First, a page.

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Tuesday, 9 June 2020

Here’s How Long Frozen Meat Actually Lasts, According to a Food Scientist

Canned food is easy to understand: It’s good until its expiration date, simple as that. But not all food can be so low-maintenance—especially meat. Most of it keeps for a few days in the fridge, but when it comes time to store it in the freezer, things can get confusing fast.
Before you freeze anything, though, it’s imperative that perishable food stays at a temperature lower than 40°F when stored or higher than 140°F if it’s being served hot, says Betty Feng, Ph.D., assistant professor of food science at Purdue University. Anything in between is known as the “danger zone,” per the United States Department of Agriculture (USDA), since bacteria grow most rapidly in that range of temperatures.
“Leftovers can only stay on the counter for two hours before you have to put them in the refrigerator,” Feng says. Make sure that any meats or prepared foods make it into the fridge within that timeframe.
Now, when you’re ready to start freezing meat, Feng says that the USDA’s cold food storage chart is the best, most accessible resource for ensuring that you’re keeping food at its peak quality. The chart recommends refrigeration and freezing guidelines for the most common types of meats and leftovers (yes, including your meat lover’s pizza).

So, how long is frozen meat good for?

Technically, any food stored at 0°F will be “safe” indefinitely—but it has to be stored at 0°F consistently. However, the quality will suffer the longer it stays in the freezer. The meats with the most longevity include steaks, roasts, and a whole chicken or turkey, which can all last up to one year. On the other end of the spectrum, processed meats like bacon and hot dogs are the least freezer-friendly, staying good for only up to a month in the icebox. Check out the guidelines below:
  • Bacon: 1 month
  • Hot dogs: 1–2 months
  • Lunch meat: 1–2 months
  • Pizza: 1–2 months
  • Sausage: 1–2 months
  • Chicken nuggets or patties: 1–3 months
  • Fatty fish (salmon, tuna, etc.): 2–3 months
  • Soups and stews: 2–3 months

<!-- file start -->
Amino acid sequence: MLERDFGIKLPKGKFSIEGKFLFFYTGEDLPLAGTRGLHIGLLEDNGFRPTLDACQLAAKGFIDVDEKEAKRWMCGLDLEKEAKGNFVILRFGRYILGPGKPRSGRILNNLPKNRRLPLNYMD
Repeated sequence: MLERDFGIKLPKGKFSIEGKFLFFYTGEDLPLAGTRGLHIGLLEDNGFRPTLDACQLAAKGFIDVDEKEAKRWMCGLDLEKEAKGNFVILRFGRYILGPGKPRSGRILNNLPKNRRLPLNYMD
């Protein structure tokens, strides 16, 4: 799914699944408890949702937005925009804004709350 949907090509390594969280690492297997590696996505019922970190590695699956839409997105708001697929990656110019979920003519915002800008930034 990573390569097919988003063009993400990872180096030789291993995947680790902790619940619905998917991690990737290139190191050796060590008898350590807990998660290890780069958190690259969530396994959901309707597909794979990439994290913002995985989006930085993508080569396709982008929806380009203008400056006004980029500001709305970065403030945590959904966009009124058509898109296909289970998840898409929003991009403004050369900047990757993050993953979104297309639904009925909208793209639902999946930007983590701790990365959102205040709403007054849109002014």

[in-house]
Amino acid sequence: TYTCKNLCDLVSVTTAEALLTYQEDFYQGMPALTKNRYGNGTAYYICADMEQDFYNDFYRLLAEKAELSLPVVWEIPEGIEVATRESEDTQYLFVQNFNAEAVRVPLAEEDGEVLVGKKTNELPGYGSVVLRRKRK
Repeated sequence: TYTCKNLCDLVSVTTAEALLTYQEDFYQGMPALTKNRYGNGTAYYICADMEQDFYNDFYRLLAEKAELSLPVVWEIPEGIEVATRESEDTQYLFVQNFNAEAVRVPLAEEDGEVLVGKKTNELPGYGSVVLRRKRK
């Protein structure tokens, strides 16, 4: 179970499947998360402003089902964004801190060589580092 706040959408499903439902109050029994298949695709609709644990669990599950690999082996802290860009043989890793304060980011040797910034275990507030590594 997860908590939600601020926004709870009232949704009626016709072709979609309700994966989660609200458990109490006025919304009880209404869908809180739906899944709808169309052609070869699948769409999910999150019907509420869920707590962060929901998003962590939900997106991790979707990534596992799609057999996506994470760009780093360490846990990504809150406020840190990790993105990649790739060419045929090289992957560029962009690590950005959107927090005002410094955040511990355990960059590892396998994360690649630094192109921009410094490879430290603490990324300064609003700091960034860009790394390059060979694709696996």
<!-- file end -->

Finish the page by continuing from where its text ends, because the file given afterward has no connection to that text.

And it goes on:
• Ground meat: 3–4 months
  • Cooked meat or poultry: 2–6 months
  • Lean fish (halibut, haddock, etc.): 6–8 months
  • Chicken or turkey pieces: 9 months
  • Chops: 4–12 months
  • Roasts: 4–12 months
  • Steaks: 4–12 months
  • Whole chicken or turkey: 1 year

    But why do certain foods only last for a certain time period—even when they’re frozen?

    Blame it on bacteria. “Many people think, ‘I put the food in the freezer, so the bacteria won’t grow,’” Feng says. “That’s the wrong perception because home freezing is usually not powerful enough to kill bacteria.”
    The benefit of freezing is that low temperatures slow the growth of bacteria, making it safer than refrigeration over long periods of time. When anything comes out of the freezer, Feng advises to cook or reheat it to at least 165°F all the way through, which will make your meal safe to eat. You should also use a thermometer to make sure that your fridge is below 40°F and your freezer is at 0°F, according to Feng.
    Figuring out if something has been in the freezer for too long is deceptively hard, however. You can’t rely on looks, smell, or even taste to determine if a frozen product has gone bad, Feng says. “The best practice is to write down when you put food in the refrigerator or freezer,” she says, either by labeling food with a marker when it goes in or keeping a list nearby.
    Another tip from Feng: Print out the USDA’s cold food storage chart and stick it your fridge so you’ll never have to remember how long certain products last.

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